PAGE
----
Finding out How Much Acid there is in a Solution
When a metal is extracted from its ore, a waste product is often sulphur dioxide (SO2). This is then converted into sulphuric acid (H2SO4) and sold. To sell sulphuric acid, its accurate concentration must be known. In this investigation, I will use a titration method to attempt to find the accurate concentration of a sample of sulphuric acid thought to have a concentration of between 0.05 and 0.15 mol dm-3. The chemicals which I will use to do this will be solid anhydrous sodium carbonate (Na2Co3) and an indicator.
Finding out How Much Acid there is in a Solution - Plan
Quantities of Chemicals Required
In this investigation, the chemical reaction used will be the neutralisation reaction between sulphuric acid and sodium carbonate:
H2SO4 (aq) + Na2CO3 (aq) → Na2SO4 (aq) + CO2 (g) + H2O (l)
As the sodium carbonate has to be aqueous for this reaction, I will need to make up a solution of sodium carbonate before I begin the titration. I will need to choose an appropriate concentration for this solution and an appropriate volume of it to make up. As there is a 1:1 ratio between the moles of sulphuric acid and sodium sulphate used in this reaction, I should make up a solution of sodium carbonate of similar solution to that of the sulphuric acid. Assuming that the concentration of the sulphuric acid is around 0.1 mol dm-3, this will be the concentration of the sodium carbonate solution I make.
Next I must decide what volume of solution to make up. Firstly I need to decide the volume of solution I will require per titration. This volume will be measures using a pipette and filler, so only set volumes, such as 10cm3, 25cm3 and 50cm3 are available. If I use 10cm3, the percentage error will be too large to produce reliable results, and if I use 50cm3, it is likely that I will need too much acid for a 50cm3 burette. Therefore the best volume of solution to use per titration will be 25cm3, as it allows the acid to have a concentration greater than or less than the assumed 0.1 mol dm-3. To produce reliable results, I will need to complete three titrations with a range of no more than 0.1cm3. Taking into account a rough titration and any anomalous results, I will probably need to do at least six titrations, which will require 150cm3 of sodium carbonate solution. The solution will be made up in a volumetric flask, which has set volumes. I will make up a solution of volume 250cm3, which will allow a maximum of nine titrations plus a small amount of solution to wash out apparatus.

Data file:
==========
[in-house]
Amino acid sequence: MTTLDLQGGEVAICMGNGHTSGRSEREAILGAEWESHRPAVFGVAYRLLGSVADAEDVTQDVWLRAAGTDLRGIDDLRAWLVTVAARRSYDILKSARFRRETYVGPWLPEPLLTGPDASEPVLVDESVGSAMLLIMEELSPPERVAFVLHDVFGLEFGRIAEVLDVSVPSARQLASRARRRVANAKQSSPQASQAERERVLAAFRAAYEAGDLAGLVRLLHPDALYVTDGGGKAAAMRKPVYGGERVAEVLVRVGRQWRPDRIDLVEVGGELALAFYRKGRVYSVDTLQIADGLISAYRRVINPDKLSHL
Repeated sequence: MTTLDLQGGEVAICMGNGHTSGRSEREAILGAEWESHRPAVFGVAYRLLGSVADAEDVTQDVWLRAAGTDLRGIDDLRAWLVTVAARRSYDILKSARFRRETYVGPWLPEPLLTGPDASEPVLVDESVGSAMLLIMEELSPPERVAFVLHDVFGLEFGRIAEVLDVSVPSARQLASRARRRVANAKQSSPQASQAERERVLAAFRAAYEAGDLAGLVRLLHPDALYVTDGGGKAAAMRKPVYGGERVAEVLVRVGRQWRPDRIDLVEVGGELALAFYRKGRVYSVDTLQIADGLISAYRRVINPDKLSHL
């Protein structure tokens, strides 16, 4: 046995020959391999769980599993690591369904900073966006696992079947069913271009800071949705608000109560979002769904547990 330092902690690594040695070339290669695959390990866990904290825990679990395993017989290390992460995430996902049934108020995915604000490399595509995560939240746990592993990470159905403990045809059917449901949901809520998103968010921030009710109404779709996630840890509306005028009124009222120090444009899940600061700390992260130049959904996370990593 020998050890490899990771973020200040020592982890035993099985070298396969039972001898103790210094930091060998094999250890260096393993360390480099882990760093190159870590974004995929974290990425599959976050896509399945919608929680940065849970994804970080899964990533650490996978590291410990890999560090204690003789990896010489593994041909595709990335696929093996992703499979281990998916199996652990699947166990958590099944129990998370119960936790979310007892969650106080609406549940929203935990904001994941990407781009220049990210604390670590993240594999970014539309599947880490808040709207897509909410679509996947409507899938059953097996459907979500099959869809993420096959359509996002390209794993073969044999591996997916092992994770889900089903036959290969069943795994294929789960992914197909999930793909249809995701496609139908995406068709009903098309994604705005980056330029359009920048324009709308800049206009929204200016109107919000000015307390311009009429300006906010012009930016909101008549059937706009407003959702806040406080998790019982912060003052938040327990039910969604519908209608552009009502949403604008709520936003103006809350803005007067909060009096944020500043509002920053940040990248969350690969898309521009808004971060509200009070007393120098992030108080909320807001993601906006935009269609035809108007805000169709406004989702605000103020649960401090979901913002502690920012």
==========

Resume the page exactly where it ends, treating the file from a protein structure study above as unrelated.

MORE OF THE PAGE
To make up a volume of 250cm3 at concentration 0.1 mol dm-3, I will need to work out the mass of solid sodium carbonate I will need to add to deionised water. First I will work out the number of moles of sodium carbonate in this solution:
I can use this value for the number of moles to work out the mass of sodium carbonate required for this solution:
I need to decide which indicator will be most suitable to use in my investigation. Using the information sheet on the use of indicators in acid-alkali titrations, this is a titration using a strong acid and a weak alkali, so methyl orange should be used as an indicator. This is because methyl orange changes colour in the pH range 3.1 – 4.4. The titration curve shown here for a typical strong acid – weak base titration shows that the equivalence point for this titration is below 7 – around the pH range of methyl orange, showing that methyl orange is a good choice for an indicator for my investigation.
This is a list of all the laboratory equipment I will need for my investigation:
25cm3 pipette and filler
250cm3 volumetric flask
- Conical Flask
- Safety goggles
- Several small beakers
- Digital balance
- Glass rod
- Filter funnel
- Dropping pipette
- Clamp and clamp stand
- White tile